How does local phone service work? A brief overview

Providing local telephone service may seem fairly simple on the surface. Your phone rings, you answer it, and carry on a conversation with a neighbor, a relative in another state, or perhaps a friend in a foreign country. That simple phone call whether it be across the street, to another state, or across oceans takes very sophisticated equipment and software, designed to provide reliable service 99.999% of the time.

All of the ability to connect callers, begins and ends with what we call the “local loop”.

The diagram below provides a simplified picture of how TDS Telecom and telephone companies provide service to customers. The local loop ends at the NID (Network Interface Device), which provides protection from lightning and enables the connection of the drop to the customer’s wiring inside their house or place of business. Within the house, all phones are connected to the same pair of wires, in a parallel manner, which allows dial tone to be present on all phones and for all of those phones to ring at the same time when a call comes in.

If one of those phones goes bad, or a problem develops on the wiring to one or more phones, it will affect the service to all phones in the house.

Tip: A good way to find out if you’re having problems inside or outside your house is to take a regular phone to the NID, unplug the silver cord, and plug the phone into that phone jack. If you have dial tone, then the problem is outside your home, and when you call to report the problem, you can tell the person who creates your trouble ticket that you have dial tone at the NID. That information makes it easier for our technicians to find and repair the problem with your phone service.

The drop for your local service is connected to pair of wires in a larger cable (outside plant) that eventually is connected to our Central Office (CO). The yellow MDF box illustrates the Main Distribution Frame located in the CO. Cables from the outside are connected to this frame, as well as cables from the switching equipment in the CO. We run jumpers from the pairs in the switching equipment cables to the pairs in the outside cables to provide dial tone to our customers. The end result, is that one pair of wires from the CO switching equipment is connected to one pair of wires in the outside cable to provide service to your home or place of business.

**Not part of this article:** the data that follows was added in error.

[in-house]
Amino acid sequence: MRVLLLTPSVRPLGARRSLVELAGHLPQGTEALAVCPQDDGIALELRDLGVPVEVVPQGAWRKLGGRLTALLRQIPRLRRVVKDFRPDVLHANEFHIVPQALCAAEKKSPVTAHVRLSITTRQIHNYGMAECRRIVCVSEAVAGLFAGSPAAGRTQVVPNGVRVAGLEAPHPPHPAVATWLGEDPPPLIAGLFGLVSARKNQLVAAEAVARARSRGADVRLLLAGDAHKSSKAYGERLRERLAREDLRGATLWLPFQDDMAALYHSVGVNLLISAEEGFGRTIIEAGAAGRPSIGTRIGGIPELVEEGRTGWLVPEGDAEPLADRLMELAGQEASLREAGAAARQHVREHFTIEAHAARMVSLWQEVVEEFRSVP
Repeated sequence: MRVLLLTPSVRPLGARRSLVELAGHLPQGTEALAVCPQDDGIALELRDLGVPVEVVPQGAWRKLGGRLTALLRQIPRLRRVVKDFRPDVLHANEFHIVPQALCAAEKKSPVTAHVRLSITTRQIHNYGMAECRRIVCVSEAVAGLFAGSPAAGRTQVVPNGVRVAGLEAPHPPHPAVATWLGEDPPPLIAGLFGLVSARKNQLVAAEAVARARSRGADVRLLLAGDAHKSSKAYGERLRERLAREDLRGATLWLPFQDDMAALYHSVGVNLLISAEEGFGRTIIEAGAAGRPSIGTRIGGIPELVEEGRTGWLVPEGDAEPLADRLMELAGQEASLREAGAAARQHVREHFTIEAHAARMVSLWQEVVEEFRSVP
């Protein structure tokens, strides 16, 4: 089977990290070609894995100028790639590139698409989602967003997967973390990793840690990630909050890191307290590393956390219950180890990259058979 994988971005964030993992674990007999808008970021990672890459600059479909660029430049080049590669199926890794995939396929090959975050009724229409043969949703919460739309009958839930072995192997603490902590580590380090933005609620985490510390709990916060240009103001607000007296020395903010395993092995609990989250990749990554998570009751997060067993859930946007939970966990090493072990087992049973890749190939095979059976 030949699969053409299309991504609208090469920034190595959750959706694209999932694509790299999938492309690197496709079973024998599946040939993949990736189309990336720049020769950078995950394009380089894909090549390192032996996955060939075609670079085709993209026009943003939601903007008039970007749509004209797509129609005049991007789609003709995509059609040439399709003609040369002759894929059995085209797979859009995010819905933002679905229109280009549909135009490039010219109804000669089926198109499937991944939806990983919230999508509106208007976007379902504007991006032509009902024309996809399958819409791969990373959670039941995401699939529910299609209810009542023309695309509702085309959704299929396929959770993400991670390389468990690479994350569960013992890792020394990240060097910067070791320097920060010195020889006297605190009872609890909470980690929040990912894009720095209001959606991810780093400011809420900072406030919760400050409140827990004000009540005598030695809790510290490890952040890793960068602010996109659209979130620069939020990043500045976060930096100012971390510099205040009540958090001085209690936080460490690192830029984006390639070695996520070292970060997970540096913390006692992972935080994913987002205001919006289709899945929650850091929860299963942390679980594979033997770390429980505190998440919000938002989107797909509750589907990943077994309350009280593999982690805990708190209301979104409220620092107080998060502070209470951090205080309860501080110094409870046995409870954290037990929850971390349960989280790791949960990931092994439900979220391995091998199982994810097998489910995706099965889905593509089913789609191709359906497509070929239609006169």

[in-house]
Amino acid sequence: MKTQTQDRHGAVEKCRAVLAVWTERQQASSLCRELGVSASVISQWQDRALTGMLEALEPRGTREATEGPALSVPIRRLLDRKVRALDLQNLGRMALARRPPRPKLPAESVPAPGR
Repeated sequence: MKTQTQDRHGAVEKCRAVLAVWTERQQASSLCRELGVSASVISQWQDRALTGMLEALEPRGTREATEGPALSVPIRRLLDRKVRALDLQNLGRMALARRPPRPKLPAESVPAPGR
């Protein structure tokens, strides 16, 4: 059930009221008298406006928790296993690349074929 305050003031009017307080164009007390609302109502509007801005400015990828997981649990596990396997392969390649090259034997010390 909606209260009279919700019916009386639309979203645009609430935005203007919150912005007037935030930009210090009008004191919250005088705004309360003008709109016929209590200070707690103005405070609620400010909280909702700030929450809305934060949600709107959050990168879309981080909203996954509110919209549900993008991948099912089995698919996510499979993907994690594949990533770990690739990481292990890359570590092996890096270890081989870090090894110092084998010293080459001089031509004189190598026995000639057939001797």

The central office switching equipment (show below) is the main hub for all telephone service within a particular exchange. The equipment provides dial tone, routes your calls to the destination you dialed, receives incoming calls and sends them to you, and provides all the other services, such as call waiting, call forwarding, caller id name and number, as well as all the other features that you and others have come to rely on.

In my next blog posting, I will talk about how we get your calls to other towns, states, and countries. Feel free to ask me questions or tell me what you want to learn more about.

About Rick Paine

Rick Paine is a supervisor in the TDS Customer Repair department. He has been in the phone business for 33 years and has done a wide variety of jobs, all in the technical side of the business. For over 20 years, he was a Central Office technician, who worked on the equipment that provides dial tone and routes call to and from our customers. When he started working in the phone business, it was for an independent telephone company, Arvig Telephone that was later acquired by TDS Telecom in August 1994. In the early days there were still mechanical offices in some of our exchanges, while others had some first generation electronic switching offices. During the years, he has also done inside wiring, repaired outside cable problems, worked on two-way radios and microwave systems, installed and maintained PBX’s and key systems, and a number of other tasks too numerous to detail at this time. Rick will be your resource for all things Tips and Advice in our Blog. He’s seen and done it all in the telecom business.

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One Response to How does local phone service work? A brief overview

  1. Carl April 25, 2016 at 1:17 am #

    Hello Rick,

    Please, allow me to ask a few questions:

    1) How do telephone signals travel, say from a caller calling from a landline phone, to another caller who lives on a different continent? I would like to know the connections involved at each point of the transmission of the signals right from the caller’s end to the person receiving the call. Is a part of the transmission served by cable wires while the rest is served by a ground station instrument that transmits the signals to a satellite or what? If so, is there a cable coming from the caller’s telephone that connects directly with the satellite or what? Furthermore, where do the signals pass through successively before it finally reaches the person at the other end who receives the call. I would appreciate a good diagram to illustrate the complete path or “circuit” taken by the signal at each point before it finally reaches the other end of the call.

    2) In what way would the signal transmission be different if the caller were using a mobile phone to make the call to a very far destination?

    3) If calling a not too distant destination, would a satellite be involved in the transmission?

    4) Finally, what’s the nature of the telephone signals? Is it radio waves, electric current, or what? How does it differ from internet signals? Are internet signals a kind of electromagnetic waves or what? What’s the nature of internet signals/

    I’d really appreciate it if you could help me to better understand these issues.

    Thanks.

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